Given his interests in both early and contemporary music, writer, critic and conductor Robert Craft is in many ways the ideal interpreter for Pierrot. Not to mention the fact that he recorded much of Schoenberg’s music as far back as 1963, and all of Webern (1957). Naxos has been busy reissuing the Schoenberg recordings Craft made for Koch International Classics; this is volume six. I originally bought Schoenberg’s Gurre-Lieder when it was still on Koch, and was impressed not so much by the soloists as by the focused delineation of the score under Craft’s baton. That same precision is brought to all the works here, but this time the soloists are also excellent. Herzgewäschse for coloratura soprano, celesta, harmonium and harp sees Eileen Hulse effortlessly sailing into the heavens, while mezzo Catherine Wyn-Rogers bring s some nice timbral shadings to the Rilke in Four Orchestral Songs. Most, though, will be buying this disc for the Pierrot, and they won’t be disappointed. Anja Silja perfectly captures a dreamlike clarity and mystery; she is not as overtly expressive as Christine Schäfer with Pierre Boulez (DG), but this works in Silja’s favour by creating an even more distancing effect. This excellent disc concludes with a superb performance of Schoenberg’s pre-atonal Chamber Symphony No. 1.

James H. North
Fanfare, July 2007

Freed from having to support a vocalist, Craft loosens up in the Chamber Symphony, and his ensemble of stars delivers vital, exhilarating playing. The lush, sweet acoustics of the Recital Hall at the SUNY Purchase Performing Arts Center in Purchase, New York, smooth out Schoenberg’s 15 individual lines, making the ensemble sound more like a conventional orchestra. It’s pleasant to hear but belies the composer’s revolutionary one-instrument-on-a-part scoring. Nevertheless, a great performance. © 2007 Fanfare Read complete review

Arnold Whittall
Gramophone, May 2007

In recycling the Koch International Classics recordings of Robert Craft’s Schoenberg series, Naxos is creating new and interesting juxtapositions. The four works on this CD come from a relatively short period—1906–16—but are enormously varied as well as astonishingly intense.

The performances of the brief but exotic Herzgewächse and the more elaborate Op 22 Songs remain among the best things in the Craft series. Both singers—especially Eileen Hulse, making real music from the hugely demanding vocal line of Op 20—are very good, and the recordings convey both the delicacy and richness of the complex instrumental accompaniments. Pierrot lunaire has been much more frequently recorded, and this account, despite the imposing dramatic character which Anja Silja brings to the “speech-song” and the quality of the individual instrumental contributions, can’t be a first choice: it’s too wayward, also a bit too effortful and unspontaneous, for that. The performance of the Chamber Symphony is also effortful, if by that one means calculatedly hard-driven and anti-romantic. Yet there’s no denying the sheer excitement, the authentically Schoenbergian iconoclasm of what Craft and his team of 15 virtuosos achieve.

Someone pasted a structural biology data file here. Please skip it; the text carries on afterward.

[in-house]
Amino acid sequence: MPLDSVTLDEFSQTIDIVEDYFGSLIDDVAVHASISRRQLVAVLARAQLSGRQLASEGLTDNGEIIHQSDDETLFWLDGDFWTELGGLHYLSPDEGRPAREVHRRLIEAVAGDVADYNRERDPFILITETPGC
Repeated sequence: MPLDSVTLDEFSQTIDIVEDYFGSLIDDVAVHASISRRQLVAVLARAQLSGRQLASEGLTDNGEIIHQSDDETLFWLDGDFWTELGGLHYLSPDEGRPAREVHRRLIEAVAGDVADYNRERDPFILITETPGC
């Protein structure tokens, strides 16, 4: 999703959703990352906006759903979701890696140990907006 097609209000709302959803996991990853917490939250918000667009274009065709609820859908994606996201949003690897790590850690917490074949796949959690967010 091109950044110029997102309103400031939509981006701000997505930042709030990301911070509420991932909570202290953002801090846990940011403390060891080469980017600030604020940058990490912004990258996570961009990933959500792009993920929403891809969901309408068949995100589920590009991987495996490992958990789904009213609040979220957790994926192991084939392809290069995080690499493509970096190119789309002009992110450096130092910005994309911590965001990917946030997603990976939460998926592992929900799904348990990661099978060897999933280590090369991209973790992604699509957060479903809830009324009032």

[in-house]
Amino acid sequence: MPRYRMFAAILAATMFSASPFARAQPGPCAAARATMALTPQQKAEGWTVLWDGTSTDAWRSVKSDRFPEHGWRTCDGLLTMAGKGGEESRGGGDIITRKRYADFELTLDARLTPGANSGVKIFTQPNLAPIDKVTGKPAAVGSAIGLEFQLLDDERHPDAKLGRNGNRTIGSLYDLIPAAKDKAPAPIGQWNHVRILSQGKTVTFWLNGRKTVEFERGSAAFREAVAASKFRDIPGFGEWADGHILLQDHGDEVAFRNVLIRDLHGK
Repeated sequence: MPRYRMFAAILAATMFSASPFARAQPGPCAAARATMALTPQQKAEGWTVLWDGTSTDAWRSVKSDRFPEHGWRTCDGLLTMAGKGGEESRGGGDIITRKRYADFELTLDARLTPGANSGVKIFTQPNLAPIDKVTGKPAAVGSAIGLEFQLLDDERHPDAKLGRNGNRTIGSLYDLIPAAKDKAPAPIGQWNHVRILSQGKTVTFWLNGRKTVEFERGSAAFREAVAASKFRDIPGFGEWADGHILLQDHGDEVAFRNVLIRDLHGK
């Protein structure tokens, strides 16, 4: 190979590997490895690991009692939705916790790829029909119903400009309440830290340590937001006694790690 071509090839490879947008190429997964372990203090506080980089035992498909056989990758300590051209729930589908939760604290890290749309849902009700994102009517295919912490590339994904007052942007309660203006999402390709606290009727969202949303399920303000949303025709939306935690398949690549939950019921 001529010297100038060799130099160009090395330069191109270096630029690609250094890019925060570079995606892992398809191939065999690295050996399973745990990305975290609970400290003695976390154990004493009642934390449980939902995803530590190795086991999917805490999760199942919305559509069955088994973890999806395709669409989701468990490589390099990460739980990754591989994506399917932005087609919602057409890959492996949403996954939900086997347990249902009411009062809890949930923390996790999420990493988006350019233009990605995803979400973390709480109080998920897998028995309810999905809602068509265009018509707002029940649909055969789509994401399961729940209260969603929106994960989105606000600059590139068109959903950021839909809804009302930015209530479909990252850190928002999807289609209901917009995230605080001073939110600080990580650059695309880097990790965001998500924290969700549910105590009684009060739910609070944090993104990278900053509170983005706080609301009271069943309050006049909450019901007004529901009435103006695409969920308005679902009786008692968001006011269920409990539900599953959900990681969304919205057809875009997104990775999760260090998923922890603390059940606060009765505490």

The disc as a whole is a useful reminder of the innovatory yet accessible expressive power that these works reveal when challenges to performers are confronted and, more often than not, overcome. It’s a pity—given the emphasis on vocal works—that no texts are provided. But the recording themselves have worn well.

David Denton
David's Review Corner, March 2007

Those who enjoy Pierrot Lunaire—and I do not belong to their clan—get very worked up about the singer’s interpretation of Schoenberg’s intentions. This recording from the great opera soprano, Anja Silja, will certainly divided opinion as she sings most of the work rather than using a speech-orientated approach, which was arguably Schoenberg’s intention. So far as I am concerned, and I guess many others, Silja almost persuades me as to the work’s value, her account a virtuoso use of the voice, with diction that is second to none. Robert Craft presses forward with tempos, the Twentieth Century’s playing wonderfully detailed with the interplay between voice and instruments realised with a surety you will seldom hear. Assembled from previous releases on the Koch label it continues Craft’s series of Schoenberg’s music, the contents essentially coming from the composer’s unflinching atonal period. I equally admire Catherine Wyn-Rogers, in the Four Orchestral songs, her voice so weighty at the bottom of the range, though I can never understand Schoenberg’s musical reaction to such beautiful poems. The Chamber Symphony—here presented in its original form—comes from the point were Schoenberg had begin the journey from tonality. In one extended movement with Wagner and Richard Strauss flitting through the music, I have never encountered a performance that achieves this amount of clarity. Part recorded in London and part in New York over the period 1994 to 1998, the sound does vary from the spaciousness of the Four Orchestral Songs to the closely recorded Chamber Symphony. Sound levels could have been better attended to, as it requires lowering your volume for the final track.